Renee Odetoyinbo was among the millions of Canadians affected by the nationwide Rogers Communications outage on July 8.
Posted at 12:14 pm
Not only did she lose access to internet service, but the 26-year-old content creator faced banking issues when she tried to get groceries. Like many other retailers that day, the store she went to could only accept cash.
“I don’t really walk around with money, but luckily I had some that day,” she said.
Mme Odetoyinbo usually keeps no cash at home except for the $100 bill she received as a gift.
However, since Rogers quit, she plans to keep $100 in cash in her wallet at all times, along with a few hundred dollars at home. And, as some banks have reported problems with their ATM services, Mme Odetoyinbo is also considering keeping some of his money with a traditional bank, with physical branches. Currently, his finances are scattered among digital banks without any fees.
“Those who were caught off guard with no money now realize we need to have a backup plan,” said Lisa Kramer, a finance professor at the University of Toronto’s Mississauga.
While liquidating part of your retirement savings to put under the mattress isn’t recommended, Ms.me Cramer.
“One only has to think of an emergency situation where telecommunications are cut or electricity is no longer transmitted. We have no access to emergency services. What can one manage in this type of situation to support oneself for a few days? »
And, when withdrawing money, it’s best to make sure you have small denominations like $5, $10 and $20, Mr.me Cramer, if there is no change in emergency situations where merchants can only use cash.
Reserve a few weeks
Mark Cleveland, a professor in the Department of Management and Organizational Studies at Western University, expects more Canadians to start holding more cash on hand, at least in the short term, because of the recent national grid outage.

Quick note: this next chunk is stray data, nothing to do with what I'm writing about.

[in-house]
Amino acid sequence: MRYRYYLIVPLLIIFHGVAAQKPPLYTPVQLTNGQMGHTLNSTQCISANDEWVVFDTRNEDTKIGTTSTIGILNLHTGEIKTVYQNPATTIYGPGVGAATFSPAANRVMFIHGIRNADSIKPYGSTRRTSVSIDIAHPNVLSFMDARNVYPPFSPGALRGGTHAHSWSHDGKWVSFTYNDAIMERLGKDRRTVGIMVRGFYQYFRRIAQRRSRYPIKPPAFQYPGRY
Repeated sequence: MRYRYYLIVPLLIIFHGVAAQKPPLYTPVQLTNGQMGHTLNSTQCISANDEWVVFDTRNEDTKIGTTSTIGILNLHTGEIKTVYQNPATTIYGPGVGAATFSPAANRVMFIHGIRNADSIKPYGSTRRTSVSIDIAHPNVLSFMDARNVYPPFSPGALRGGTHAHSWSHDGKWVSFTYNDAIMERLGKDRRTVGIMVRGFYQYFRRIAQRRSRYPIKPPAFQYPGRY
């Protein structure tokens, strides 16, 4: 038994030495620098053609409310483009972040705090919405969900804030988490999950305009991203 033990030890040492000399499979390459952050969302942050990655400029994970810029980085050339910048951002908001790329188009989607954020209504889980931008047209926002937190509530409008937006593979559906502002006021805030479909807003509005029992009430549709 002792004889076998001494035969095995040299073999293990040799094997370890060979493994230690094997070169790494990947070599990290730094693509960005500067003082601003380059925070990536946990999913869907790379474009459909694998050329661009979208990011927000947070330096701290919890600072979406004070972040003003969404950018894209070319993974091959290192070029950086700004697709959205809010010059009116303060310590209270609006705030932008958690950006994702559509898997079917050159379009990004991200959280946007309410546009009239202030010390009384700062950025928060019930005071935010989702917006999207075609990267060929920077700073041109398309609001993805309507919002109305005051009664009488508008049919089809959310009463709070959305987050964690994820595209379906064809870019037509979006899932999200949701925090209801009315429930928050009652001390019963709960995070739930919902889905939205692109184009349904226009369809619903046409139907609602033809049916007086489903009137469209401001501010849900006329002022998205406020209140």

He advises people to have enough money for a few weeks.
“I always try to have $200 in my wallet for anything I need,” Cleveland said. “I try to put it in a safe place at home two or three times. »
“It is very dangerous to give up cash completely. »
Cleveland said he believes public confidence in the digital payments system is eroding, at least temporarily.
“If there’s a power outage or a run on banks and they’re forced to close for a few days, if there’s a cyberattack on a retailer or a financial institution […] Or in a country’s internet system, for example, from a hostile foreign government, the digital economy is severely affected, but cash still works. »
However, with many shops not accepting cash during the pandemic, people will have to get back into the habit of making sure they have notes in their wallets.
There may also be different generational attitudes towards holding cash. Those with a low tolerance for unpredictability tend to be older consumers and therefore more likely to carry cash.
Younger consumers who engage in high-risk activities and trust themselves more to avoid harm are more likely to ditch cash and use Apple Pay and other digital payment methods, Mr. Cleveland. They grew up with technology and are less skeptical about it, so they may not value money as a security backup.
For people looking to diversify the amount of money they keep at home, remember your home insurance, Ms.me Cramer.
“Home insurance often limits the amount of money covered by the policy,” she explains. To decide how much money to keep, it’s a good idea to check this limit. »
Although it is obviously possible to keep an amount higher than what is covered by the insurance policy, it is important to understand that in case of theft, only the amount specified in the policy is covered.